Armed men have attacked Egyptian security forces close to the St. Catherine Monastery in the country’s Sinai Peninsula, killing one police officer and wounding four more.
The Daesh terrorist group claimed responsibility for the Tuesday attack on the security checkpoint, which is situated some 800 meters from the monastery.
St. Catherine is one of the world’s most important Christian sites and was built in the late 6th century and is registered as a UNESCO world heritage site.
The incident comes just over one week after the Takfiri terrorist group claimed responsibility for two deadly bombings on Christian churches in the country.
On April 9, at least 17 people were killed and more than 40 injured after a bomb targeted a church in Alexandria. The attack took place just hours after a church in the city of Tanta near Cairo was targeted with a remote-controlled bomb, killing at least 27 people and wounding around 80 others.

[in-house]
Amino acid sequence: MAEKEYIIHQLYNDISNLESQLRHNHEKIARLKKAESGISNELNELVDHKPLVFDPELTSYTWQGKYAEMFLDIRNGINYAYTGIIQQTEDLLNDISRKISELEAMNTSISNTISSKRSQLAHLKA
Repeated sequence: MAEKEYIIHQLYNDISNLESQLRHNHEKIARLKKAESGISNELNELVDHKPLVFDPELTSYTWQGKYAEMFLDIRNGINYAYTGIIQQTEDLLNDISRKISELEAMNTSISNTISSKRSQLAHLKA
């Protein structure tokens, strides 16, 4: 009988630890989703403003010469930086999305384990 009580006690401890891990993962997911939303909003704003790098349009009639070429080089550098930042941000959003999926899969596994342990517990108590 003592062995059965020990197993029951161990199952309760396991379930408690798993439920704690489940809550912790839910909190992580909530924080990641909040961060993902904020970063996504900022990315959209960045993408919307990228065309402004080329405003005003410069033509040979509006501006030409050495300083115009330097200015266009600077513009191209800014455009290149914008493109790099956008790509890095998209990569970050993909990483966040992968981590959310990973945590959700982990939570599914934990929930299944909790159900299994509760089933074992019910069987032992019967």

Women mourn for the victims of the blast at the Coptic Christian Saint Mark’s church in Alexandria the previous day during a funeral procession at the Monastery of Marmina in the city of Borg El-Arab, east of Alexandria on April 10, 2017.
A three-month state of emergency was also announced by President Abdel Fattah el-Sisi and approved by parliament in the aftermath of the attacks.
Meanwhile, Egyptian police have arrested a man allegedly involved in the church bombings.
The arrestee, Ali Mahmoud Mohamed Hassan, was one of 19 suspects whose names were made public by the police after the blasts.
On Monday, Egyptian officials arrested 13 people suspected of planning attacks on the country’s minority Christians as well as security forces.
By Africafrique and agencies